Brazil Economy

In: Business and Management

Submitted By sandeemethil
Words 416
Pages 2
Brazil’s future
Has Brazil blown it?
Four years ago the Brazil economy was rocketing which barely stumbled after the Lehman collapse in 2008 and in 2010 grew by 7.5%, its strongest performance in a quarter-century. The progress has however reduced and hundreds of thousands took to the streets in June in the biggest protests for a generation, complaining of high living costs, poor public services and the greed and corruption of politicians.
Brazil has done far too little to reform its government in the boom years. Brazil’s public sector imposes a particularly heavy burden on its private sector. Companies face the world’s most burdensome tax code, payroll taxes add 58% to salaries and the government has got its spending priorities upside down. Considering the pension, the average Brazilian can look forward to a pension of 70% of final pay at 54. Despite being a young country, Brazil spends as big a share of national income on pensions. It spends just 1.5% of GDP on infrastructure, compared with a global average of 3.8%, even though its stock of infrastructure is valued at just 16% of GDP, compared with 71% in other big economies. Dilma Rousseff, the President of Brazil, has scared investors away from infrastructure projects and undermined Brazil’s hard-won reputation for macroeconomic rectitude by publicly chivvying the Central Bank chief into slashing interest rates.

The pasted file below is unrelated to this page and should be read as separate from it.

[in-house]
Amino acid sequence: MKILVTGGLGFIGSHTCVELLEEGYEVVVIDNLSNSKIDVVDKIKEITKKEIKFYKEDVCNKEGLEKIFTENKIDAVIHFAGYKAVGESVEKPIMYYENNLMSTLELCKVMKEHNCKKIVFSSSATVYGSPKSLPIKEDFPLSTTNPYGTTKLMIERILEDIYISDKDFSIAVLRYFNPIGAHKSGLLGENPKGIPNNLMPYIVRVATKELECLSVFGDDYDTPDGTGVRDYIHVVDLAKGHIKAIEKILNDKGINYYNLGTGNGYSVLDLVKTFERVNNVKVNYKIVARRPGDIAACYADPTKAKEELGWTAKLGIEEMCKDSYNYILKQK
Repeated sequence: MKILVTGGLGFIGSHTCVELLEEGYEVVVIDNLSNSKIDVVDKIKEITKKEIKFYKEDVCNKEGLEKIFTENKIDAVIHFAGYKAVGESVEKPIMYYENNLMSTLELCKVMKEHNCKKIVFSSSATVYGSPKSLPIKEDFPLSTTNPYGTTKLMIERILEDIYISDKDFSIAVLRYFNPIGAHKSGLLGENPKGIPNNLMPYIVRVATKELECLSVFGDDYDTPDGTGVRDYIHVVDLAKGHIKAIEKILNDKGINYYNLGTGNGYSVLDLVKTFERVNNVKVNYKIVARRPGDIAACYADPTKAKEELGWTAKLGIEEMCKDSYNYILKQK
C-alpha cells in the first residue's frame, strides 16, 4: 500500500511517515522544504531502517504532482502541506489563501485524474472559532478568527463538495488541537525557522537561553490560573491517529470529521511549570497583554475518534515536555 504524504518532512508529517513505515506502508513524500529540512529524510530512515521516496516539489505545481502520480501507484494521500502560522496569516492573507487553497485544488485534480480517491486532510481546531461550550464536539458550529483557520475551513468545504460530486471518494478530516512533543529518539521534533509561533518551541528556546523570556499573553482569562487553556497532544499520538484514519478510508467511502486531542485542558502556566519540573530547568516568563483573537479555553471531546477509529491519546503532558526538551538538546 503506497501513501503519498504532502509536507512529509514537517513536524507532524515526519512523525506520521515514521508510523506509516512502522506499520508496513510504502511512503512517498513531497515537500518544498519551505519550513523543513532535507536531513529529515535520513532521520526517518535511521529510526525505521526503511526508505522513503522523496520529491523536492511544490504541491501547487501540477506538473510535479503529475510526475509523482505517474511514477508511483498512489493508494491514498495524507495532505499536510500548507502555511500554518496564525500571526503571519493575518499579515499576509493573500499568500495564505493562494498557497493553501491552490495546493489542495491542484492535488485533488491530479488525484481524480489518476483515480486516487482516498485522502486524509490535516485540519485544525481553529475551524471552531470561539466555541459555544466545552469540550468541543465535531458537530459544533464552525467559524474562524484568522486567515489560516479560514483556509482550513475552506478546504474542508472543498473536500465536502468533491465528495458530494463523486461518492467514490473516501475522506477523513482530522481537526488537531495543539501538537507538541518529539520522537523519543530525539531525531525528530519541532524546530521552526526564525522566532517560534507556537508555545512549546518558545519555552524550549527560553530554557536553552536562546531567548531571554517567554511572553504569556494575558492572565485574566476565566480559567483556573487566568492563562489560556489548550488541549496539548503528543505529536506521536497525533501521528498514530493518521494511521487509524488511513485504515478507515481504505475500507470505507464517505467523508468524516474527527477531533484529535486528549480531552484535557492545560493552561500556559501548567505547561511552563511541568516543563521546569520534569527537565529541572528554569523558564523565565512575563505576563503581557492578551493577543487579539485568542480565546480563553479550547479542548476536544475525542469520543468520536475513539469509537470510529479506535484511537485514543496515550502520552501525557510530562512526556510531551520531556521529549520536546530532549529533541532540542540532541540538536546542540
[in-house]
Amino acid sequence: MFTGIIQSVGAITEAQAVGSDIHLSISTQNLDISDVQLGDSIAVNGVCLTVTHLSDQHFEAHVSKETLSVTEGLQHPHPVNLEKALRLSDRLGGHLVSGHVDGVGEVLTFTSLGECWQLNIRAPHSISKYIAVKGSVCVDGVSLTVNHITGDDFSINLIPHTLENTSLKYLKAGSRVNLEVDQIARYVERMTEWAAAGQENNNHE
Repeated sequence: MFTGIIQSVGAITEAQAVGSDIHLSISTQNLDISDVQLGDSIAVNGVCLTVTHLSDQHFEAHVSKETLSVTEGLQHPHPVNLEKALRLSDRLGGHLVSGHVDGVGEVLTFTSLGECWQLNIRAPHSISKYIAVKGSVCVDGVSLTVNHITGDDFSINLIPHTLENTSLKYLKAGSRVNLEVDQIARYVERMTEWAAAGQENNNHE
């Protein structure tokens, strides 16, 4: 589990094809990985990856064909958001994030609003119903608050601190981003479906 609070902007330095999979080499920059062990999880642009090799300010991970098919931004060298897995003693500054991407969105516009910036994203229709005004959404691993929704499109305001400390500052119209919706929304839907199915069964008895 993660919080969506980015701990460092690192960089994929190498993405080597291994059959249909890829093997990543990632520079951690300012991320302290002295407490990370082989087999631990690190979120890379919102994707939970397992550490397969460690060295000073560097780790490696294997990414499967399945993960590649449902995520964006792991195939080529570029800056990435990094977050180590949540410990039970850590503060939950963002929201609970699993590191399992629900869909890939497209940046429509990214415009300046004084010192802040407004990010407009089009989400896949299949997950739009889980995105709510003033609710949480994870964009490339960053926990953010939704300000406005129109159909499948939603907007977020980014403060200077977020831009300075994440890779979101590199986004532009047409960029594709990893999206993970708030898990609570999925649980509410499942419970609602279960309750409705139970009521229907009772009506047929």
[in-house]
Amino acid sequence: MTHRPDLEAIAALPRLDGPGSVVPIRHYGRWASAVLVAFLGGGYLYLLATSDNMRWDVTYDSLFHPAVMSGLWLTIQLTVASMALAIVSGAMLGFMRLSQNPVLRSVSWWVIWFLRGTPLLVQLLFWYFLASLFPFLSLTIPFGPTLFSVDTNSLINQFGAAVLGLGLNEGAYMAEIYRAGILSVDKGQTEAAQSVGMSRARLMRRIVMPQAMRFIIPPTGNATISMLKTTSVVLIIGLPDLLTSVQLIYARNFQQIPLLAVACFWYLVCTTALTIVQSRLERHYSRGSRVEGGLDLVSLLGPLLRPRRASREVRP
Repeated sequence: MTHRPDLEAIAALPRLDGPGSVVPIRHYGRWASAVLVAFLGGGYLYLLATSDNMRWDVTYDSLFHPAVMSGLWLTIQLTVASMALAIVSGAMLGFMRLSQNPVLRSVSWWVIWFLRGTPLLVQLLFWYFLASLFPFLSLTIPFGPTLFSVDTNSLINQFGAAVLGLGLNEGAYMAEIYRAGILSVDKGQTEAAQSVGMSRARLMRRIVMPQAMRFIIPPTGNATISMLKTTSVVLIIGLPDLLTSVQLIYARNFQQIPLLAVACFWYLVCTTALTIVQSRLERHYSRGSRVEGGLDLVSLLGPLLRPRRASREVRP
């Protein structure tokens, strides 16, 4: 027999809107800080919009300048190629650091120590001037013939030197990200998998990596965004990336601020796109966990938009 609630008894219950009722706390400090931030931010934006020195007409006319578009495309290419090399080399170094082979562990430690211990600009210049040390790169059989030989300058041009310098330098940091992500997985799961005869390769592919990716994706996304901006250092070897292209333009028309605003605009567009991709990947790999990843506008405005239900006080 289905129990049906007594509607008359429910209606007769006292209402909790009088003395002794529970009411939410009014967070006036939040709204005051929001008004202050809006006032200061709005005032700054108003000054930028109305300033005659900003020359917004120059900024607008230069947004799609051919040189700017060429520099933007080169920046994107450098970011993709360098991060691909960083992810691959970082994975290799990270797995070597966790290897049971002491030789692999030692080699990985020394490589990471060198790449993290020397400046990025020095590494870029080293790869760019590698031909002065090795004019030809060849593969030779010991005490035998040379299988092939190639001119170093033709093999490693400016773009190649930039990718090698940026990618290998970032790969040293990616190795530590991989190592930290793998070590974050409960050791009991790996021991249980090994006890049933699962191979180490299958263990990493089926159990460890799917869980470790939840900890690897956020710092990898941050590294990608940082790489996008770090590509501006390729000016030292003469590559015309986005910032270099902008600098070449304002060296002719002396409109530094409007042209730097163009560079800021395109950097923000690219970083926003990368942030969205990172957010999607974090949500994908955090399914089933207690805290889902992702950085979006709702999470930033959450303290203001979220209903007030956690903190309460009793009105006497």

The good part of economy is because of the efficient and entrepreneurial farmers, the world’s third-biggest food exporter. It has several manufacturing jewels, and is developing a world-class research base in biotechnology, genetic sciences and deep-sea oil and gas technology. The consumer brands that have grown along with the country’s expanding middle class are ready to go abroad.
If Brazil has to recover from its vim, it has to 1. Improve its reform, the government cannot look to taxpayers…...

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